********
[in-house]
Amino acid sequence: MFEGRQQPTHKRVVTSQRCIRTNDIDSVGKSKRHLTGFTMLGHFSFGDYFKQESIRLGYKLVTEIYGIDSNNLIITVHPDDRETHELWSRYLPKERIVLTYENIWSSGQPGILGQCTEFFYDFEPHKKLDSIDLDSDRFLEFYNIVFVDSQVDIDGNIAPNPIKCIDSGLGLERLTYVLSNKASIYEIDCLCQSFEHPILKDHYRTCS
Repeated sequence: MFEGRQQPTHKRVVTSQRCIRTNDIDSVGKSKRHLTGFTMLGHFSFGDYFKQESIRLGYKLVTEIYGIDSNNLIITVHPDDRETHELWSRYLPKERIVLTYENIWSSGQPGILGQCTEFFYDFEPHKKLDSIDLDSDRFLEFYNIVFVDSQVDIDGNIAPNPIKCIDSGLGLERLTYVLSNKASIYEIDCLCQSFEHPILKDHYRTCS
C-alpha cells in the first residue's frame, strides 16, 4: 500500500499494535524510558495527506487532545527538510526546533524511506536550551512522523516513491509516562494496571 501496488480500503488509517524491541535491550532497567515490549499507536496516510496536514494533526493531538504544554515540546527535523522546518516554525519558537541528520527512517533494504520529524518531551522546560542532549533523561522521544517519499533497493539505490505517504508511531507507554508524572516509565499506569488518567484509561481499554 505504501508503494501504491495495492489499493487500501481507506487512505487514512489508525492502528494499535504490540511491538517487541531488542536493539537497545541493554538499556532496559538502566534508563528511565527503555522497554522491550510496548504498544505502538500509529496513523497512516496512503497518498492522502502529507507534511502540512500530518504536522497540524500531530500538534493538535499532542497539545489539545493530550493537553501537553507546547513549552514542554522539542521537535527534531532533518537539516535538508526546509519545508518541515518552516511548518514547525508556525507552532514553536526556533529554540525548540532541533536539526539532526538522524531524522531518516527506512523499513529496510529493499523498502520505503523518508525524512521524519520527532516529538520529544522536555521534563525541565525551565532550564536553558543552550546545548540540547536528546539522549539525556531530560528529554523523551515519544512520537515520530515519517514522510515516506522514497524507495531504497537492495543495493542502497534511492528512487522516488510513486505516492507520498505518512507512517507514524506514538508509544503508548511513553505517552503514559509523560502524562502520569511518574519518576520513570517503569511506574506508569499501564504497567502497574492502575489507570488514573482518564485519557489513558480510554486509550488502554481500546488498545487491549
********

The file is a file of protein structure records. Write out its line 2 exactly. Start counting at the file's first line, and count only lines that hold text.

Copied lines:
Amino acid sequence: MFEGRQQPTHKRVVTSQRCIRTNDIDSVGKSKRHLTGFTMLGHFSFGDYFKQESIRLGYKLVTEIYGIDSNNLIITVHPDDRETHELWSRYLPKERIVLTYENIWSSGQPGILGQCTEFFYDFEPHKKLDSIDLDSDRFLEFYNIVFVDSQVDIDGNIAPNPIKCIDSGLGLERLTYVLSNKASIYEIDCLCQSFEHPILKDHYRTCS